Key Performance Indicators and Your Business
Key Performance Indicators, also known as KPIs, are core measurements that businesses use to monitor progress toward achieving goals and targets. KPIs, which vary widely by industry and entity structure, can be used to monitor and track all aspects of your business,. Management teams pay close attention to KPIs, looking for anything out of line that indicates action needs to be taken. In this two-part series on KPIs, we’ll look at the difference between KPIs and metrics, methods for choosing KPIs, how to define KPIs and the best ways to track and communicate findings.
Metrics versus KPIs: What’s what?
KPIs and metrics are often conflated because all KPIs are metrics, but not all metrics can (or should) be considered KPIs.
Metrics are data driven, quantifiable measures that track performance. Created from data compiled periodically (such as accounting-based metrics) or continually from a live data source, metrics allow businesses to monitor progress toward achieving goals and objectives.
How to determine which metrics qualify as KPIs?
Peter Drucker, one of the most widely influential thinkers on the subject of management theory and practice, wrote “What gets measured gets managed.” As such, not every metric is truly “key” for your business. If you treat all metrics as equal and don’t differentiate between what really matters, then nothing will stand out and you’ll manage everything equally. This is why it is critical to select the metrics most important to you and your business and designate those as your KPIs.
Metrics Still Matter
Your KPIs might be your most important metrics, but this doesn’t mean the other metrics don’t matter. When something goes awry with one of your KPIs, you’ll need to dig into other metrics to understand the problem, identify the root cause and correct course.
Mirror, Mirror on the Wall: Who’s Performing Best of All?
Not everything your business gauges will be an accurate measure of performance. Metrics that feel good to track but don’t have much impact on progress are often called “vanity metrics.” Vanity metrics are fun to get excited about, but they don’t actually provide much value or insight.
The entire point of carefully selecting KPIs is so that you focus on what really matters to your bottom line.
How to choose KPIs that matter
Delivering the right metrics to the right people at the right time allows you and your team to collaborate, make decisions and take actions based on data. KPIs can go beyond just providing focus to create a cohesive unity among your team in working toward a common objective, but only if they are well defined and easy to comprehend. Next month we’ll look at how to transform a bunch of numbers into something actionable and meaningful.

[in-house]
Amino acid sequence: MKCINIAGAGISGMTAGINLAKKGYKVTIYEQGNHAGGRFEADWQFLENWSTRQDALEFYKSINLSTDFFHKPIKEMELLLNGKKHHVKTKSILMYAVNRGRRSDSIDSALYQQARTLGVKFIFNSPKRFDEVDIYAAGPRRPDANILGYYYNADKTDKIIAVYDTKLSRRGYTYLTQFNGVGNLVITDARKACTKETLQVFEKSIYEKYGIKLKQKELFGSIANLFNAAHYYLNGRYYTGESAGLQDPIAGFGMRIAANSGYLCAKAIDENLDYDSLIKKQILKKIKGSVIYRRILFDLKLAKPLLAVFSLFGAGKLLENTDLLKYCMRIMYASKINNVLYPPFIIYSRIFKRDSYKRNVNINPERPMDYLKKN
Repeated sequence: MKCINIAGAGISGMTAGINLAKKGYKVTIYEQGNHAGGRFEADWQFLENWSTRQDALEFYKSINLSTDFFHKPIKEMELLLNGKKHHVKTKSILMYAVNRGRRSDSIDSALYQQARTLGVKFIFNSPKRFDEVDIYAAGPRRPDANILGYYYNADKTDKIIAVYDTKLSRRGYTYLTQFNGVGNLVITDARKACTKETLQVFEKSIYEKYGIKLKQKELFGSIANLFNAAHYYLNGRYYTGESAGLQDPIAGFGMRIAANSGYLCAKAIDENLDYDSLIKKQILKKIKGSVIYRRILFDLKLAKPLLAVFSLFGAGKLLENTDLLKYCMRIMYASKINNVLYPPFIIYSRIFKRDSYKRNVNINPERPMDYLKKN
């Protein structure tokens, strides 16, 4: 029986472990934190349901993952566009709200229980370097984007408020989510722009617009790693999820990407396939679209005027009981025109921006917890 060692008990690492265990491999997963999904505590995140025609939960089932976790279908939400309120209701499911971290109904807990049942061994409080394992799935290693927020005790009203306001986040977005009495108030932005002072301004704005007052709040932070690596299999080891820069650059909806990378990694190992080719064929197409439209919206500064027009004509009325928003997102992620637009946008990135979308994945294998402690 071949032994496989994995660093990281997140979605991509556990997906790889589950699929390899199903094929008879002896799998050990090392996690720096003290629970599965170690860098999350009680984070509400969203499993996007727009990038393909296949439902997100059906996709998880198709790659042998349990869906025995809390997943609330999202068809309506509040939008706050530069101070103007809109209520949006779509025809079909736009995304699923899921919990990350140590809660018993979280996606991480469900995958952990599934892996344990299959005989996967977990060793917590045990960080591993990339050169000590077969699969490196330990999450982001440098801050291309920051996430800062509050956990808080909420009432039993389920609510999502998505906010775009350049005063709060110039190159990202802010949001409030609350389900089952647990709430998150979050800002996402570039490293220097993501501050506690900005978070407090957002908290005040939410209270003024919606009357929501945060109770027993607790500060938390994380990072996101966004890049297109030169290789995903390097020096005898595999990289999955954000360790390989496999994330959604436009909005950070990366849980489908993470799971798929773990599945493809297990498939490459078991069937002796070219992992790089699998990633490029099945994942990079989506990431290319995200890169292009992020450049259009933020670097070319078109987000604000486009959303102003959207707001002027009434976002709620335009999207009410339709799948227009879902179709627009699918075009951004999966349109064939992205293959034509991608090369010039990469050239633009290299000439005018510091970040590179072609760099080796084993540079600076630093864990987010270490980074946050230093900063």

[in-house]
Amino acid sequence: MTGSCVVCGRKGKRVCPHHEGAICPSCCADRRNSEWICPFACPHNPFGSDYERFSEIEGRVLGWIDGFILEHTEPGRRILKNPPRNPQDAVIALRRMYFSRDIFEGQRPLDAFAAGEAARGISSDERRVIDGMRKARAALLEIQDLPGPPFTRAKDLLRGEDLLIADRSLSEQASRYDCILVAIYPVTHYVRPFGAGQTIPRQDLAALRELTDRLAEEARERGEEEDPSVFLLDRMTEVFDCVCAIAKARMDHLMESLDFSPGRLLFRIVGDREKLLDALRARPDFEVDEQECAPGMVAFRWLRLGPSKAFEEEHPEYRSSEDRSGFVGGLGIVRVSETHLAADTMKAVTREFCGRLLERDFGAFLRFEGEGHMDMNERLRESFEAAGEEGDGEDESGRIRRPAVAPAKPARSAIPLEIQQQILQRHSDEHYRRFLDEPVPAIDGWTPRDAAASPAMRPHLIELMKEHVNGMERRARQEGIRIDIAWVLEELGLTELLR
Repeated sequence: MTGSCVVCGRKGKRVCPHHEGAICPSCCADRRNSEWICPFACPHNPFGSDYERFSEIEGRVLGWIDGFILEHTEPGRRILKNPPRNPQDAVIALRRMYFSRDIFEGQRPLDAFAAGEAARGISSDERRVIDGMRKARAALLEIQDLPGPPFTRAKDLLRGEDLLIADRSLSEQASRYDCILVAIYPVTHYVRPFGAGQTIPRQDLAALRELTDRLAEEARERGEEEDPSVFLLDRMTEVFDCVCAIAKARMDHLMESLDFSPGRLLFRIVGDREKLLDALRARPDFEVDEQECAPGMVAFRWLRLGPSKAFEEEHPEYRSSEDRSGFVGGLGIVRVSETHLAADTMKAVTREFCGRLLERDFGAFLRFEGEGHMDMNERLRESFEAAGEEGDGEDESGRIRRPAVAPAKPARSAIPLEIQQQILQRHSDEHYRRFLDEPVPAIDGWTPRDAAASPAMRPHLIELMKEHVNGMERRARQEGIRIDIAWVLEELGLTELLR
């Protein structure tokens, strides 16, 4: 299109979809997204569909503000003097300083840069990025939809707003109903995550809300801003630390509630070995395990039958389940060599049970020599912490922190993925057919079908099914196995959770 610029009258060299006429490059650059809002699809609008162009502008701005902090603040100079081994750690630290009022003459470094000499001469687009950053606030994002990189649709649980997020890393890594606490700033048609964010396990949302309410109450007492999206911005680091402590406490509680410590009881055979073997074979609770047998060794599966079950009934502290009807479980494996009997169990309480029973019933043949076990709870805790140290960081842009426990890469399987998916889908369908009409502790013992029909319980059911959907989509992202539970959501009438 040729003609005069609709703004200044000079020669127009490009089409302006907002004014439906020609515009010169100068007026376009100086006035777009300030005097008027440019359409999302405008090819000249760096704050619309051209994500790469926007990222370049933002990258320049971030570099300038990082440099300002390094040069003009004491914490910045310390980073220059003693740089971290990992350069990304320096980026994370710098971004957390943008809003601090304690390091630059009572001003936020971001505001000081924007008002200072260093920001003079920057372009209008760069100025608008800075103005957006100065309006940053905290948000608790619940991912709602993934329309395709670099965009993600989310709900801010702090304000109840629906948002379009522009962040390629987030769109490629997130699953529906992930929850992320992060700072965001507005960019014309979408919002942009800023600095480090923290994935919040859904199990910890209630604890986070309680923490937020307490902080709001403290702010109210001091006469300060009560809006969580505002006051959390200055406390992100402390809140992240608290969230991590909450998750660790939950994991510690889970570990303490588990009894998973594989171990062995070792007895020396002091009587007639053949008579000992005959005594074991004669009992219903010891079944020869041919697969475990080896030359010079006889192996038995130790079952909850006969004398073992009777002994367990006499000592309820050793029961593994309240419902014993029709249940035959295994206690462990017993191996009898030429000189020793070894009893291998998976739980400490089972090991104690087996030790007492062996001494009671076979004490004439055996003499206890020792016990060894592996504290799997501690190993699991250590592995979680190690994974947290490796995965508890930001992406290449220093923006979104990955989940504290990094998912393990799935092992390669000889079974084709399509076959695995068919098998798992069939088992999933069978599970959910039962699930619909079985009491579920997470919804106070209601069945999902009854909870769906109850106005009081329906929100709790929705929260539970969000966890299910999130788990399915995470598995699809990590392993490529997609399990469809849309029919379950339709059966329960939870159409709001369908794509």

Before we get into the specifics, the simple way to drill down and select a handful of metrics is by asking two central questions. First, what are you trying to achieve and, second, how will you know if you’ve achieved it?
Stay tuned next month for a continuation of this discussion and more answers to your questions.
Get More Customer Referrals
How to Get More Customer Referrals
When it comes to finding new clients, businesses can do so in many ways. Whether a radio or television spot, or an advertisement on a website, social media platform or digital billboard, the goal is to reach new viewers. Another cost-effective way is to develop more customer referrals. In fact, according to The New York Times, referrals account for 65 percent of a company’s new accounts. As an important part of marketing, how can organizations more effectively accomplish this type of advertising?
One under-utilized way to get referrals is to simply ask existing customers if they would kindly refer your product or service to others. Based on statistics from Texas Tech University, 83 percent of customers are happy to refer a company’s product or service, yet only 29 percent of these customers follow through. Often all it takes to get a referral is expressing your gratitude to existing customers whose expectations have been exceeded and showing them how they can refer your company’s products or services.
There are considerations, however, concerning when to ask for that referral. When it comes to a customer who requested a rush job to have their website built over the weekend, it might be more effective to ask for a referral immediately after they’ve had a chance to see the website. Following up shortly after the project’s completion can make the most of a referral request because that’s when the client is most impressed.
There are other scenarios when it could be more effective to ask for a referral well after the sale. When it comes to enterprise application software, such as software that backs up files passively in the background at each user’s endpoint, or when using automated billing or payment processing systems, clients will not see the results for a few weeks, months or longer. For products that produce results over the long term, ask permission to follow up with the client in 90 or 180 days for feedback on how the product has performed. A client might not need a backup for six months; and it could take a month or two for a client to analyze their sales reports to see the software’s effectiveness.
Leverage Social Media Platforms
What matters less than the type of social media platform is the ease and ability of a company to use this media to ask for and receive a referral. If a customer expresses a highly positive review based upon a recent experience, social media can be leveraged to increase referrals for a business. Push friendly reminders and embedded links via social media, email newsletters and on your website to encourage clients to post a Tweet, Facebook comment or photo on Instagram as a referral for your company.
While there’s no single avenue to seek new business, taking care of your current clients is one way that can pay dividends now and in the future.